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Setting up and animating a character couldn't be easier! In this tutorial, you will learn how to animate using Cartoon Animator and After Effects.
What You'll Learn in This Animation Tutorial
Cartoon Animator has all the tools necessary to create simple to sophisticated bone rigs. Using one of Cartoon Animator's default characters, we'll show you step-by-step how to rig and animate a 2D character. You'll learn:
- How to use character templates in Cartoon Animator
- How to rig a character for your animations
- How to import your animation in Adobe After Effects
- How to enhance the animation even further using Adobe After Effects, creating a looping background scene
In our next tutorials, we'll explore how to make a talking avatar, how to create smooth head-turns, and how to animate any photograph.
What You'll Need
To follow along with this tutorial you will need your own versions of Adobe After Effects and Cartoon Animator. You can download a free trial version for Cartoon Animator on the Reallusion Website.
You will also need a scene. We used the following graphic packs from Envato Elements, click on the links to download them:
1. Create a Body Dummy
Before we begin to create our own custom character, let's take a look at the Content Manager inside Cartoon Animator. Here we will be able to browse through the library of character templates, heads and body shapes that we can use as a starting point.
You can access the Content Manager by going to Window > Content Manager or by pressing F4 on the keyboard.
Once you have access to the Content Manager, select the Actor tab and then select Template.
From here you can browse through all the different types of characters, heads, body types and accessories that you can use for your animation.
To create a rig for your character we need to navigate to Actor Template > Character > _G3 360 > 1_G3 360 Human > Dummy for 3D Motion to access all the available body dummies that you can use.
From here you can choose the angle which fits closest to your character:
- Dummy_1 Front
- Dummy_2 Front Side
- Dummy_3 Side
- Dummy_4 Back Side
- Dummy_5 Back
For this example we will be using a character which is facing to the side at an angle, so let's use Dummy_2 Front Side by clicking and dragging it into the scene.
Zero the Dummy
With the dummy selected, click on the Zero Key button at the top to make sure that it is on the scene route.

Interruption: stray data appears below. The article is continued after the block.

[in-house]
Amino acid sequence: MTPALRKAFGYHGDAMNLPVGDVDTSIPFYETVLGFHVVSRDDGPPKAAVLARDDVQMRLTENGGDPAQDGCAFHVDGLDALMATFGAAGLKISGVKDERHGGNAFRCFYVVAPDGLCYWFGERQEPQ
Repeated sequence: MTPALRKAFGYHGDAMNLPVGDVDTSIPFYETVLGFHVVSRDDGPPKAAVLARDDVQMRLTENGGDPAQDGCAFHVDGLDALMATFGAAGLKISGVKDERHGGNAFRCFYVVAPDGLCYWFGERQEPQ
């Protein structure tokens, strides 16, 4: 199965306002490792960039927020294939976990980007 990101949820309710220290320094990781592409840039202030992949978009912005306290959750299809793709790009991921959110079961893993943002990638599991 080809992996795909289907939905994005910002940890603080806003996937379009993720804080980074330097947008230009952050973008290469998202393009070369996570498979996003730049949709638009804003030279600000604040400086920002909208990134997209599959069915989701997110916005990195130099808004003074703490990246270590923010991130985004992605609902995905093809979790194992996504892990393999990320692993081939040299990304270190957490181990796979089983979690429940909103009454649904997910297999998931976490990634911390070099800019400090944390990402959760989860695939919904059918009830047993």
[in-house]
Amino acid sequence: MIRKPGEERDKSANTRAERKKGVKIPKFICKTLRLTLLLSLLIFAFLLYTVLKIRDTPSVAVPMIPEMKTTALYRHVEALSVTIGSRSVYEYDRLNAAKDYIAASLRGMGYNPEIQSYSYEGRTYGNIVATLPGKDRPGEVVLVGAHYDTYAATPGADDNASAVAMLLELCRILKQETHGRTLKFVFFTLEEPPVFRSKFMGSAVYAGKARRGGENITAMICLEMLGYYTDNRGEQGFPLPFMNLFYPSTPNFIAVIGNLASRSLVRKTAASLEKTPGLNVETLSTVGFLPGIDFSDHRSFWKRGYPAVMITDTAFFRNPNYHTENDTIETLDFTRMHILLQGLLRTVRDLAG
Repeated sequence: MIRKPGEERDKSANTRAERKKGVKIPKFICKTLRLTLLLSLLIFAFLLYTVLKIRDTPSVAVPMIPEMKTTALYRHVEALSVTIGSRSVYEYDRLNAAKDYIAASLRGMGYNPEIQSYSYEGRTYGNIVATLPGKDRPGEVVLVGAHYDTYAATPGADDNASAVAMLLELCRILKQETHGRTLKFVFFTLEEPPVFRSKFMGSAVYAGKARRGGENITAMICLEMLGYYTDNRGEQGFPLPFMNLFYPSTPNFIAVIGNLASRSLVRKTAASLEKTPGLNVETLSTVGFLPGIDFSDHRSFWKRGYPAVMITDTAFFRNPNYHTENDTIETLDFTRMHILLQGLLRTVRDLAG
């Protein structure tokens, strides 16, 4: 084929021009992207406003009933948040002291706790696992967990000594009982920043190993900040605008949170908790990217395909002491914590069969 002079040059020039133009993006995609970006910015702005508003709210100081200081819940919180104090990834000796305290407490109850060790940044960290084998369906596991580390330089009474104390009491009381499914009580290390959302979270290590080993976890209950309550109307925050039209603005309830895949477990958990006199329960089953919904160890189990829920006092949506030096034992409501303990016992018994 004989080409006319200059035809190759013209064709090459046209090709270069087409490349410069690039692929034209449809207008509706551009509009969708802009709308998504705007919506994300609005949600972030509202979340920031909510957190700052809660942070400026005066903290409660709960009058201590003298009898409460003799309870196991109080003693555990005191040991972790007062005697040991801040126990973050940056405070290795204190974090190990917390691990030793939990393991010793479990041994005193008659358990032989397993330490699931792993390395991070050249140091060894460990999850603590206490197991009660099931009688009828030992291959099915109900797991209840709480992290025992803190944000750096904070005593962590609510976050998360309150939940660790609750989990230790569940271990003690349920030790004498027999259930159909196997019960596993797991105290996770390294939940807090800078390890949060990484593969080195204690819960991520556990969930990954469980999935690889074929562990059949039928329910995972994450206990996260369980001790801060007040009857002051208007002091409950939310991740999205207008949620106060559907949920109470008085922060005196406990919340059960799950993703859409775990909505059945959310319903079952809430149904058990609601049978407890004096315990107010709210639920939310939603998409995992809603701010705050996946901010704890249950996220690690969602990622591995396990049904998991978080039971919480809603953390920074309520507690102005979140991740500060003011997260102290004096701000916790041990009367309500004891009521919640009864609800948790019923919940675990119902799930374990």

2. Use the Composer Mode to Rig Character
To replace the sprites of the character we need to enter Composer Mode by clicking on the button near on the top left of the stage preview window.
Upon entering Composer Mode you will notice that the bones now appear on the Dummy. If they don't, you can click on the Show Bone check box to activate it.
Select the Hip Bone
Use the mouse to select the Hip Bone, which will then be highlighted in a dark blue colour. Then click on the Sprite Editor button.
Within the Sprite Editor you'll see what sprite has been assigned to the bone that you have selected (in this case the upper torso has been assigned to the hip bone). We can now replace this with our own images.
Click on the Replace Current Sprite button to replace the image.
Locate the hip of your new character and click Open. Ideally your character should also be separated into different assets as well so that it matches the dummy. It also helps if you use the same naming convention as the Dummy Template. For example:
Click the Open button, this will replace the dummy hip sprite with your new hip sprite.
Repeat the steps for the bones that have been assigned to sprites in order to rig your character. As you replace each sprite you may need to make some adjustments to the bones or sprites (so that they fit) along the way.
Once you have finished importing all your character assets, make sure to use the Preview button, located on the top toolbar. This will allow you to test your rig by moving each individual body part to make sure that it is all working correctly.
Return Back Stage
Once you are happy that your rig is working it's time to go back Back Stage so that we can add some animations to your newly rigged character. Click on the Back Stage button.
3. Add Animations to Your Character
To add a ready-made animation to your fully rigged character, simply go to the Content Manager and then select the Animation tab to browse through the library of different animations you can use. For this example we will use: Animation Template > Motion > 1_G3 Human > _Turners_Female > Side > Run Fast(2L).
Use the mouse to click and drag the animation onto your rigged character. This will automatically start the animation. Otherwise you can simply click on the play button at the bottom of the screen.
4. Export to Adobe After Effects
Now that we have a fully animated character, it is time to take it into Adobe After Effects where we can enhance the animation even further.
To do this simply click on the Ae button located on the top toolbar or go to Render > Export to After Effects.
From here you will need to click on the Download Script button to download the script which you will next install in Adobe After Effects.
To install the file into Adobe After Effects, unzip the Zip file and then paste the file Cartoon Animator - AE Script (Beta).jsx into the ScriptUI Panels folder, which is by default located at the following path:
C:\Program Files\Adobe\Adobe After Effects <version>\Support Files\Scripts\ScriptUI Panels
Applications/Adobe After Effects CC <version>/Scripts/ScriptUI Panels
If this folder does not exist, then create a folder with the name ScriptUI Panels.